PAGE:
NEW ROMNEY VIDEO: In 1985, He Said Bain Would "Harvest" Companies for Profits
This clip shows the young CEO focusing on businesses as targets for his investors, not as job creators or community stakeholders.
Campaigning for the presidency, Mitt Romney has pointed to his stint as the founder and manager of Bain Capital, a private equity firm, as proof he can rev up the US economy and create jobs at a faster clip than President Barack Obama. Last year, while stumping in Florida, Romney declared, "You'd have a president who has spent his life in business—small business, big business—and who knows something about how jobs are created and how we compete around the world." His campaign spokeswoman, Andrea Saul, has said that Romney's Bain days afford him more expertise than Obama to "focus on job creation and turn around our nation's faltering economy." Romney has even claimed that during his tenure at Bain, "we were able to help create over 100,000 jobs." In his acceptance speech at the Republican convention, Romney smacked Obama for having "almost no experience working in a business" and tied that to the sluggish recovery.
But at Bain, Romney's top priority wasn't to boost employment. As the Wall Street Journal recently noted, creating jobs "wasn't the aim of Bain or other private-equity firms, which measure success by returns produced for investors." And, the newspaper reported, Romney's 100,000-jobs claim is tough to evaluate.
Mother Jones has obtained a video from 1985 in which Romney, describing Bain's formation, showed how he viewed the firm's mission. He explained that its goal was to identify potential and hidden value in companies, buy significant stakes in these businesses, and then "harvest them at a significant profit" within five to eight years.
The video was included in a CD-ROM created in 1998 to mark the 25th anniversary of Bain & Company, the consulting firm that gave birth to Bain Capital. Here is the full clip, as it appeared on that CD-ROM (the editing occurred within the original):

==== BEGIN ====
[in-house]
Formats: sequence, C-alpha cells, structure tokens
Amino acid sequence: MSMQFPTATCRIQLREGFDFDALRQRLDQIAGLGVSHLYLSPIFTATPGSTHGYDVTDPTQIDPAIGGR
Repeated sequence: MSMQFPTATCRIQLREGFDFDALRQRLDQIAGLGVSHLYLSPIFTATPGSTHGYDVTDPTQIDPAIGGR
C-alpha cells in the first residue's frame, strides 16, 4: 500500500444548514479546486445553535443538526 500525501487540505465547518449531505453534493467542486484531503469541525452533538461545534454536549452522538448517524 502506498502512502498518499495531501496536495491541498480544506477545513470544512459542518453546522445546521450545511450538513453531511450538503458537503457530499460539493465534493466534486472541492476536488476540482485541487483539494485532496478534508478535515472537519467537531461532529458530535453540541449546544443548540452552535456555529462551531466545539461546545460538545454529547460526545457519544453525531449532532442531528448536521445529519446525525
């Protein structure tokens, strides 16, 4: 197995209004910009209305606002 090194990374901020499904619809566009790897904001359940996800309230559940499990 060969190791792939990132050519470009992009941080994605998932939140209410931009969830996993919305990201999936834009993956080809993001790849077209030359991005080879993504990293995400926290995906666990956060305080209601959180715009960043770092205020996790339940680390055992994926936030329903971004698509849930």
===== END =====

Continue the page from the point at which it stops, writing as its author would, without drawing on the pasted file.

TRANSCRIPT: Bain Capital is an investment partnership which was formed to invest in startup companies and ongoing companies, then to take an active hand in managing them and hopefully, five to eight years later, to harvest them at a significant profit…The fund was formed on September 30th of last year. It's been about 10 months then. It was formed with $37 million in invested cash. An additional $50 million or so of what I'll call a call pool, which is money that we can call upon if the deals are large enough that they require more than a $2 or $3 million dollar initial investment. Why in the world did Bain and Company get involved in this kind of a business? We're not particularly noted for having years and years of experience in financing. Three reasons. We recognized that we had the potential to develop a significant and proprietary flow of business opportunities. Secondly, we had concepts and experience which would allow us to identify potential value and hidden value in a particular investment candidate. And third, we had the consulting resources and management skills and management resources to become actively involved in the companies we invested in to help them realize their potential value.
The CD-ROM was a hip-hip-hooray for Bain & Company—in one video, an employee noted that the operating principle of the firm is "never lose sight of the fact that there is at least a 1 percent chance that you may not know the answer or the answer you have may be wrong"—and it was produced for distribution to the firm's employees and clients. The video did not note where Romney made these remarks about the origins of Bain Capital. But this short clip offers a glimpse of Romney when he was at the start of his private equity career and saw businesses as targets of opportunity that could be harvested for the benefit of his investors, not as long-term job creators or participants in a larger community. His remarks were hardly surprising, but they did encapsulate the mindset of get-in/get-out private equity deal makers.
The CD-ROM, which was given to Mother Jones by a former Bain & Company employee, also provides a look at the corporate culture of the consulting firm. Here's how Bainiacs poked fun at themselves, sketch-comedy-style:
And here's how the Bain & Company gang partied at annual meetings, where employees came together to form what was known as the "Bain Band" (note the easy transformation from "Jesus Is Just Alright" to "Working at Bain's Alright"):
The CD-ROM contained no footage of Romney singing or cutting up when he was a prominent player at the consulting shop, which was before Bill Bain, its founder, pushed Romney to leave Bain & Company to create and lead Bain Capital. There is only that one video of Romney discussing his private equity firm in its first months. In this clip, Romney mentioned that it would routinely take up to eight years to turn around a firm—though he now slams the president for failing to revive the entire US economy in half that time.